What are Limiting Beliefs?
Simply put, limiting beliefs are falsely held beliefs about yourself that hold you back. Just like you’ve trained yourself to learn that 2 x 2= 4, our brains are trainable in how we think about ourselves, others, situations, and the world. We do this unconsciously, and create thought patterns that can either help us, or hinder us. Limiting beliefs hinder people in that they limit your potential, your growth, and your happiness. These can be as simple as “I can’t wear stripes because I look fat in them” or more complex and more detrimental, such as “I can’t go to that party because I’ve gained weight and everyone will notice and I’ll be embarrassed.”
Sounds ridiculous, right? Unfortunately, though, we do this to ourselves all the time. However innocuous these are to begin with, left unchecked they become bigger and bigger problems that negatively impact your life. Essentially, you have let your brain create a kind of “highway” of thought patterns that keep you in these shitty trains of thought, creating a mental rut. These thoughts keep you stuck in patterns that are failing you. The good news is that you can learn new routes and change your thinking to better, more positive and more balanced ways of reasoning. Learning to catch these limiting beliefs and then correct them to more positive ways of thinking will allow you to tap into your true self, and when you do this, good things will follow.
First of all though, you have to be able to identify these limiting beliefs. Here is a brief list of common limiting beliefs you may have:
I do / don’t
We often have a mental picture of who we are or who we want to be, and a lot of unhappiness stems from when our realities do not match up to this mental paragon of ourselves. If you’re constantly defining yourself by what you do or what you don’t do, this can be holding you back. If you write up a list of things that define you and find you have a lot of “I don’ts,” it might be time to look at things you need to start saying YES! to, and begin opening more doors instead of shutting them.
Such a common one. For example, you may think, “I can’t play the guitar.” Well, everyone who plays an instrument couldn’t play it at one time. Time, practice, and a willingness to learn gave them ability to become proficient. There are many things we believe we can’t do because we see others as naturally talented out, while discounting the many hard hours of work someone has put in to achieve a skill. You might not be a prodigy at everything you put your mind to, but with few exceptions many talents are actually things that can be learned by anyone willing to put the work in.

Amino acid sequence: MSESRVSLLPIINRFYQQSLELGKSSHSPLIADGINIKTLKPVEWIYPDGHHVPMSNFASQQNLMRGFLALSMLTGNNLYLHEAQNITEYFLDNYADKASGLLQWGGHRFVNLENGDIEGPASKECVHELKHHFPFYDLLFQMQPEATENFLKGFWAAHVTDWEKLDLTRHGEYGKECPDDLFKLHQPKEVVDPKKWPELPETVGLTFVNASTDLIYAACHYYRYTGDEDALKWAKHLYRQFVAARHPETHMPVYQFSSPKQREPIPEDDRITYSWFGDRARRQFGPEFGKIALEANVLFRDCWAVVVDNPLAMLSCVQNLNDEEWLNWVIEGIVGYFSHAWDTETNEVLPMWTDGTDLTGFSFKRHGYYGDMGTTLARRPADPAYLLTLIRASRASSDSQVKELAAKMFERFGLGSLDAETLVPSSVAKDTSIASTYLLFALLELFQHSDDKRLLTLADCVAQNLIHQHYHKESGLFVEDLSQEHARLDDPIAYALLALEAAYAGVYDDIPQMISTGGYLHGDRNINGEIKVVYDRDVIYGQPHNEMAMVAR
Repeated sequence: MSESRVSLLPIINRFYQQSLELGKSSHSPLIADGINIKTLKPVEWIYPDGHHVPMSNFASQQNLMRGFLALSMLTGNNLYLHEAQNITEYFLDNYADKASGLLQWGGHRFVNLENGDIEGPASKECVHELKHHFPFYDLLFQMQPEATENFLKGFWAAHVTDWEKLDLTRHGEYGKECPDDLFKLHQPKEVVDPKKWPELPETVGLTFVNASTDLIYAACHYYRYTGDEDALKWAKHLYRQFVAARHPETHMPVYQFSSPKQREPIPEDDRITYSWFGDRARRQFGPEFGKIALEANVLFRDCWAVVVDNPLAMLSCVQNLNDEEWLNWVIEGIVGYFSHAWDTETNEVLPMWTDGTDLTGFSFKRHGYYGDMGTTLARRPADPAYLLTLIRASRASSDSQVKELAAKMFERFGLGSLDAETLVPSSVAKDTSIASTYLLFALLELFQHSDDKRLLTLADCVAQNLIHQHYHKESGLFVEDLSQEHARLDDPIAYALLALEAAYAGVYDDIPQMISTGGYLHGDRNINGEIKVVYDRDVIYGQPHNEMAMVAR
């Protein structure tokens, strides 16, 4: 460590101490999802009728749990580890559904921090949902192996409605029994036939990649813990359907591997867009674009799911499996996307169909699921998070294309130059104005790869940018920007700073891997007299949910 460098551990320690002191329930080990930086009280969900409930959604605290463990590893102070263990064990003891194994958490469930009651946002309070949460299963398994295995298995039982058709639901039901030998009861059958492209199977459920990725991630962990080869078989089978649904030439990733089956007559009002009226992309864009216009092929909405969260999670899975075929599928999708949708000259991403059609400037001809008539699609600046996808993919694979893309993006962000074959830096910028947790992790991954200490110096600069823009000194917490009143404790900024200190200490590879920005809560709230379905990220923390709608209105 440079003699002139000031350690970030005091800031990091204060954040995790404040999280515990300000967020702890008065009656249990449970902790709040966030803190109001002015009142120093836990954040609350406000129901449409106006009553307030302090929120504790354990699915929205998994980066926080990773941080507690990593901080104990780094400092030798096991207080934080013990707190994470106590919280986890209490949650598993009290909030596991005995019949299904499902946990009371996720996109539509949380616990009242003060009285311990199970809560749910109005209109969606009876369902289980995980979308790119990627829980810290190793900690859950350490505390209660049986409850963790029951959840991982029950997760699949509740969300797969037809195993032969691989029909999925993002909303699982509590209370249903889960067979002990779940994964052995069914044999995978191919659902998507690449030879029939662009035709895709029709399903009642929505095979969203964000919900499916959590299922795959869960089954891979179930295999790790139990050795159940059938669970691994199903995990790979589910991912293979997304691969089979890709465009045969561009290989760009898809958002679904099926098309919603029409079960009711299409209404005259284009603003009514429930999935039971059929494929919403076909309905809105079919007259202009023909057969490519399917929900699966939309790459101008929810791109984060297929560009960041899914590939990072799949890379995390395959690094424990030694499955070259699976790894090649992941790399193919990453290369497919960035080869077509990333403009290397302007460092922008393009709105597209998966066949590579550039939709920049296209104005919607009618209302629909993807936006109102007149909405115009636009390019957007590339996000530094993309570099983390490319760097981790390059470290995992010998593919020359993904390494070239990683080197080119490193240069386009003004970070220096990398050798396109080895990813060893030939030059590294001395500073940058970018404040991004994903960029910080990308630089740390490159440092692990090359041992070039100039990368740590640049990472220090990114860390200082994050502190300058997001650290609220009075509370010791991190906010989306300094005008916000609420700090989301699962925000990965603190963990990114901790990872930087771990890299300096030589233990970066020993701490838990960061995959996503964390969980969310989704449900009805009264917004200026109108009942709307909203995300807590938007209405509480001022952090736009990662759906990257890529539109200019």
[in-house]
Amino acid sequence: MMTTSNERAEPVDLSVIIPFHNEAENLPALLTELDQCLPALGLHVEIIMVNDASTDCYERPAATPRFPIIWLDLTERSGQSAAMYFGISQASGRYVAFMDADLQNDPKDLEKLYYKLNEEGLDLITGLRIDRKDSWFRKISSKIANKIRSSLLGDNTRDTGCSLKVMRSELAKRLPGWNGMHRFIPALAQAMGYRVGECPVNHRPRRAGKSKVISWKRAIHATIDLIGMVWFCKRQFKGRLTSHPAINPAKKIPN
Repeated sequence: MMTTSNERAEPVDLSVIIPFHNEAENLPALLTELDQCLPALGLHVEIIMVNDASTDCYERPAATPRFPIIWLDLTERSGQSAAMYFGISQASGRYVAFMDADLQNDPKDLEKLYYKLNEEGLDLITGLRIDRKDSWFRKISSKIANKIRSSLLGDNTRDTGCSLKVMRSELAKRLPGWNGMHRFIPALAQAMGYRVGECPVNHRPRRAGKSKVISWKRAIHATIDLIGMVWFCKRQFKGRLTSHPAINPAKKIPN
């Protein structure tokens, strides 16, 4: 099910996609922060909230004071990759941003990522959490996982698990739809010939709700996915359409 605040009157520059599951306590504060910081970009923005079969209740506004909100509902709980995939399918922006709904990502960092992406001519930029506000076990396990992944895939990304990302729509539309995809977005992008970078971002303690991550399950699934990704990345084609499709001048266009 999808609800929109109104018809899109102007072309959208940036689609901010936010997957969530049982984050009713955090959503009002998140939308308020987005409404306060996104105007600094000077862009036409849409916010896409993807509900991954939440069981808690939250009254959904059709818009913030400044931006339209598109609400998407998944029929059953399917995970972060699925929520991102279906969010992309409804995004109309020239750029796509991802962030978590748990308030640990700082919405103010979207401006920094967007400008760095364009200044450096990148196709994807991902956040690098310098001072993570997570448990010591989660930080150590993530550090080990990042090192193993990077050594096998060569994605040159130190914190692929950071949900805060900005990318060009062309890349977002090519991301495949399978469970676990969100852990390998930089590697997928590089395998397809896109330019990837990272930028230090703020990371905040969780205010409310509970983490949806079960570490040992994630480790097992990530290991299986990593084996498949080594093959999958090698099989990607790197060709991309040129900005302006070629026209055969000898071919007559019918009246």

I should/ should not
If you are constantly saying or thinking “I should or should not do x” (or I must or I ought to) you are basically shitting on yourself. These usually relate to how we should behave or how we feel others should behave. When we break these prescribed behaviours or other do, we give ourselves negative feedback or feel angry towards another person. “I shouldn’t have eaten all that cake. I should work out more. I should do this, I should do that.” Keeping a constant running list of forbidden behaviours makes us feel like we should punish ourselves if we break them, and when they’re directed at others, “Shoulding” often leads to resentment.
Illusions of Control
Oftentimes we blame situations as being out of our control, when in fact, we have more agency than we at times care to realize. “It’s not my fault, I don’t have time, I have too many responsibilities, etc.” When we feel externally controlled, we blame others: “It isn’t my fault I did a bad job on that project, my manager moved the deadline!” When we feel internally controlled, we are causing our own problems by assuming others’ feelings are solely based on our actions and are our responsibility. “Did I do something to make you mad? What did I do to make you unhappy?”
Other limiting beliefs may look like:
I’m too lazy.
I’m not smart enough.
I’m not attractive.
I don’t have enough money.
I’m too old to change.
I’m no good.
I’m a failure.
Limiting beliefs look different for everyone. If you’re struggling to find yours, try this exercise:
Sit down and write down things you believe to be absolutely true about yourself. Be honest. Look for the ones that are negative and highlight them. These are the limiting beliefs you need to work on changing as you start your journey to becoming your best self. Highlight the positive things about yourself in a different color and recognize those as what they are: strengths. Think about how you can turn your strengths into assets to help you on your journey.
What do limiting beliefs have in common?
Fear. Fear of changing, fear of addressing the part of ourselves that we dislike, fear of taking responsibility. Avoiding the issue of dealing with them solves nothing, and unpacking why you allow yourself to treat yourself so poorly will help you unlock your true potential, and start living your truth. The fact of the matter is that most of us have these kinds of erroneous thoughts every day, and they are keeping you from unlocking your best self. Try taking a good look in the mirror and saying, “Yes, I am flawed, and I accept that I cannot change who I was, but I can change WHO I AM in this present moment, and WHO I WILL BECOME.” Now, do it.